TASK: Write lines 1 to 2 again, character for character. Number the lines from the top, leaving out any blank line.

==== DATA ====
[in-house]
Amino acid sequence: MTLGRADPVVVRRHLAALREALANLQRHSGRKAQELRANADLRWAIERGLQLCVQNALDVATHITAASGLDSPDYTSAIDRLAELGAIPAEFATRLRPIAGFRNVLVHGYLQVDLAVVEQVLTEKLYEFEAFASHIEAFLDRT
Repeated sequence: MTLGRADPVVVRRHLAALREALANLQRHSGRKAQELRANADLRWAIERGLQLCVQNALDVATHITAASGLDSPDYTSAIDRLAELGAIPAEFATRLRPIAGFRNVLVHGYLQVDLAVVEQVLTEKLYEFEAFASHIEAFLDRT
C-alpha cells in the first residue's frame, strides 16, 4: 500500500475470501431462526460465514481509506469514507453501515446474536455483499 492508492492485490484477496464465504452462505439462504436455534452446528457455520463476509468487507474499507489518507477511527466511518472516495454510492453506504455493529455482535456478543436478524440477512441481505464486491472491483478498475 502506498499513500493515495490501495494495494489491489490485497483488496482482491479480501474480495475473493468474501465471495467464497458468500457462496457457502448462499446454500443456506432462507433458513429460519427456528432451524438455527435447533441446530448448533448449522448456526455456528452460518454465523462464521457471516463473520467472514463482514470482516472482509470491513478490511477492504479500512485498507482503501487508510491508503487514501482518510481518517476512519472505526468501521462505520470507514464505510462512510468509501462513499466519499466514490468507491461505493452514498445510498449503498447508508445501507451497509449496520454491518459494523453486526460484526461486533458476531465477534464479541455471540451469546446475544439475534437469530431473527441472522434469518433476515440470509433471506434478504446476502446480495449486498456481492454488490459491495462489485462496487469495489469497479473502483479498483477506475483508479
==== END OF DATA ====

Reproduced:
[in-house]
Amino acid sequence: MTLGRADPVVVRRHLAALREALANLQRHSGRKAQELRANADLRWAIERGLQLCVQNALDVATHITAASGLDSPDYTSAIDRLAELGAIPAEFATRLRPIAGFRNVLVHGYLQVDLAVVEQVLTEKLYEFEAFASHIEAFLDRT